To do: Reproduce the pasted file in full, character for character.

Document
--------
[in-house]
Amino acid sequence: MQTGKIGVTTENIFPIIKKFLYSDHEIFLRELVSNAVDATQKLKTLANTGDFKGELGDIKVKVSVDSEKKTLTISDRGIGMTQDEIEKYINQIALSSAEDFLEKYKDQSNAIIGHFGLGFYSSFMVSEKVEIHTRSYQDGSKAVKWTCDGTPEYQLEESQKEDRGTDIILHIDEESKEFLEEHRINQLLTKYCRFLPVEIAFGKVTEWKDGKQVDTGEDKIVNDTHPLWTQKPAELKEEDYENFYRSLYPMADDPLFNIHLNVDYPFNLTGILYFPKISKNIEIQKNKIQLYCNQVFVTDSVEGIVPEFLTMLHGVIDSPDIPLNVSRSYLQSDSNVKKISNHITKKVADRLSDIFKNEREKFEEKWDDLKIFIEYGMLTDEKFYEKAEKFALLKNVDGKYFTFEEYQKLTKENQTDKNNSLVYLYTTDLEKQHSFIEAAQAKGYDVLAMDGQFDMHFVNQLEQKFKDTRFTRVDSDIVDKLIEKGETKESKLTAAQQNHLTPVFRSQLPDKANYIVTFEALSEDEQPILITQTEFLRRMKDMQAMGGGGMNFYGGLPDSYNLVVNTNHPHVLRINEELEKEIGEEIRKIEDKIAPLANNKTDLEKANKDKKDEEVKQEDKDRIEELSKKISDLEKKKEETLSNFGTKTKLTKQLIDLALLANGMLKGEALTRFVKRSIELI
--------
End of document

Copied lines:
[in-house]
Amino acid sequence: MQTGKIGVTTENIFPIIKKFLYSDHEIFLRELVSNAVDATQKLKTLANTGDFKGELGDIKVKVSVDSEKKTLTISDRGIGMTQDEIEKYINQIALSSAEDFLEKYKDQSNAIIGHFGLGFYSSFMVSEKVEIHTRSYQDGSKAVKWTCDGTPEYQLEESQKEDRGTDIILHIDEESKEFLEEHRINQLLTKYCRFLPVEIAFGKVTEWKDGKQVDTGEDKIVNDTHPLWTQKPAELKEEDYENFYRSLYPMADDPLFNIHLNVDYPFNLTGILYFPKISKNIEIQKNKIQLYCNQVFVTDSVEGIVPEFLTMLHGVIDSPDIPLNVSRSYLQSDSNVKKISNHITKKVADRLSDIFKNEREKFEEKWDDLKIFIEYGMLTDEKFYEKAEKFALLKNVDGKYFTFEEYQKLTKENQTDKNNSLVYLYTTDLEKQHSFIEAAQAKGYDVLAMDGQFDMHFVNQLEQKFKDTRFTRVDSDIVDKLIEKGETKESKLTAAQQNHLTPVFRSQLPDKANYIVTFEALSEDEQPILITQTEFLRRMKDMQAMGGGGMNFYGGLPDSYNLVVNTNHPHVLRINEELEKEIGEEIRKIEDKIAPLANNKTDLEKANKDKKDEEVKQEDKDRIEELSKKISDLEKKKEETLSNFGTKTKLTKQLIDLALLANGMLKGEALTRFVKRSIELI